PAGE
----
NO. There are no shims needed or used during a starter replacement on a 1993 ford explorer sport.
Starter Replacement 1993 Ford Explorer
1.Disconnect the negative battery cable.
2.Raise the front of the vehicle and install jack stands beneath the frame. Firmly apply the parking brake and place blocks in back of the rear wheels. Disconnect all wires connected to the starter, including this ground wire on the starter mounting bolt stud
3.Tag and disconnect the wiring harness at the starter.
When detaching the hard shell connector at the S-terminal, grasp the plastic shell to pull it off. Do not pull on the wire itself. Ensure to pull the connector straight off to prevent damage to the connector and S-terminal. If any part of the connector is damaged, replace the damaged component.
Remove the starter motor (arrow) mounting bolts . . .
4.Remove the starter mounting bolts and remove the starter. . . . then remove the starter — be careful, the starter motor can be quite heavy
Starter Replacement 1993 Ford Explorer
5.Position the starter motor against the engine and install the mounting bolts. Tighten the mounting bolts to 15–19 ft. lbs. (21–27 Nm).
6.Install the starter solenoid connector by pushing it straight on. Ensure that the connector locks in position with a notable click.
Install the starter cable nut to the starter solenoid B-terminal. Tighten the nut to 80–123 inch lbs. (9–14 Nm).
7.Connect any remaining wiring to the starter motor.
8.Lower the front of the vehicle and remove the wheel blocks.
9.Connect the negative battery cable.
Where are the fusible links located on this vehicle.
Fusible Links are generally located along the battery cables. The cables that connect between the battery and the alternator are widely used on many vehicles. When the links fail the entire section needs to be replaced. The 2003 Ford Taurus does not have any. Instead it utilizes a large 174 amp fuse that is located in the Battery Junction Box.
Fusible Links – Power Distribution 2003 Ford Taurus
A fusible link is a short piece of insulated low-voltage cable within an automotive wiring harness. It is there to protect the harness where a fuse is unsuitable. In an extreme current overload situation, the conductor within the link is melted while the excessive heat is contained within the link’s insulation.
I have a 1997 ford escort and was hearing a noise that the mechanic said was the spring or bearings inside one of the pulleys. I’m not sure which was the issue, the spring or bearings. So I replaced the whole setup pulleys and tensioner. Before I could get to the carport I smelled hot melting rubber. After letting it cool down I could see smoke coming from the belt and it was hot. After getting it put back together, I started it and sounded good for couple minutes then the belt broke. Any idea what made it hot and break the belt?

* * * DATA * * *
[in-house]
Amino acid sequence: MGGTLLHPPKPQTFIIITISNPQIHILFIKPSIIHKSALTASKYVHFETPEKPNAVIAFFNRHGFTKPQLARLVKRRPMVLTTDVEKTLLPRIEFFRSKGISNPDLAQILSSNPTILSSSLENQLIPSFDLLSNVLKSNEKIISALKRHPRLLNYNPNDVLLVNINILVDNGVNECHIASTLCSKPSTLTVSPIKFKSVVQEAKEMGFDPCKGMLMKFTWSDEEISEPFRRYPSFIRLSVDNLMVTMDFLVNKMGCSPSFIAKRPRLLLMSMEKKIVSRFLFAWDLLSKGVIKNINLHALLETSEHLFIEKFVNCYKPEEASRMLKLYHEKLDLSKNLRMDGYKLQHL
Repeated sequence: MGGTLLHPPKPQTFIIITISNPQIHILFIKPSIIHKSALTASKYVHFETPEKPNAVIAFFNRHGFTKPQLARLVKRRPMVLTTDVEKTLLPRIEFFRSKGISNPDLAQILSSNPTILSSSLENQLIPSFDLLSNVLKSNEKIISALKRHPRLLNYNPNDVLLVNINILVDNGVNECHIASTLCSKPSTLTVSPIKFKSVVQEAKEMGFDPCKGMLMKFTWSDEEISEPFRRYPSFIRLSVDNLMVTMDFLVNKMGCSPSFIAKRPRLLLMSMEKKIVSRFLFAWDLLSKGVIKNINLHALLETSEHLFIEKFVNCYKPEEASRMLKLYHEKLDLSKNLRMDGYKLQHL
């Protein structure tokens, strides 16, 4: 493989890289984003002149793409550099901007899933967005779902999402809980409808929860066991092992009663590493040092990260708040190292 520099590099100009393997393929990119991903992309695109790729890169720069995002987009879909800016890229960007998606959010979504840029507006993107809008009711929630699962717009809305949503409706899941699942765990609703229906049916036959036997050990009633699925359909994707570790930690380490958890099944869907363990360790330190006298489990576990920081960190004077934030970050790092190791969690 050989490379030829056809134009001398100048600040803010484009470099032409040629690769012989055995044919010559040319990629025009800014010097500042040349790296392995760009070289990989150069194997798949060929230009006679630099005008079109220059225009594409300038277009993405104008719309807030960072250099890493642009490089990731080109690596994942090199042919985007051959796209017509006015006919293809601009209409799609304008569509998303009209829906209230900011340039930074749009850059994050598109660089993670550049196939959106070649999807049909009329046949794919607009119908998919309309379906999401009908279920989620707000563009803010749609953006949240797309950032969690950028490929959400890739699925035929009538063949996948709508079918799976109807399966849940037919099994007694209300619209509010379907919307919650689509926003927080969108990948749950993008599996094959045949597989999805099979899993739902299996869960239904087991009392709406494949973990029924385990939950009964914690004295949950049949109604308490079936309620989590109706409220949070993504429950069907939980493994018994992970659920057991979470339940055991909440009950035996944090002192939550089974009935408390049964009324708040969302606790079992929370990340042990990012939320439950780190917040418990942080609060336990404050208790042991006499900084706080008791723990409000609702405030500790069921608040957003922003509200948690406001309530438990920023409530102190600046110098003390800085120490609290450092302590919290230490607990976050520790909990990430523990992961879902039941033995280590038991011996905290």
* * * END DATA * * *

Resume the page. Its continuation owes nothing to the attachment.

Most likely reason would be a locked up pulley or accessory. The accessories being the power steering pump, air conditioning compressor or alternator. The Air conditioning compressor or alternator would be the most common. With the belt broke already I would check these accessories before installing a new serpentine belt.
Try to spin them by hand. If they are locked up, the issue is found. Some of the pulleys may sounds off if an internal bearing is going out. These may need to be replaced but unless really worn out would not cause the belt to break. Only a locked up pulley or accessory would cause the belt to break. What happens when the belt slides over the locked up accessory component, it creates friction/heat and burns the belt in two.
Belt Broke – 1997 Ford Escort Serpentine Belt Replacement
Relieve the drive belt tension.
Use a (A) ratchet or breaker bar inserted in the square hole in the drive belt tensioner flange.
Rotate the (B) drive belt tensioner in a clockwise motion to release belt tension.
Remove the drive belt from the accessory drive belt routing pulley (6C348) and slip it off the remaining accessory pulleys.
Position the drive belt over the accessory pulleys. Raise and support the vehicle, if necessary.
Use a (A) ratchet or breaker bar inserted in the square hole in the drive belt tensioner flange.
Rotate the (B) drive belt tensioner in a clockwise motion.
Slip the drive belt under the accessory drive belt routing pulley and release the tool. Remove the tool from the drive belt tensioner.
Ensure that the (A) drive belt V-grooves are correctly seated in the (B) accessory pulley V-grooves.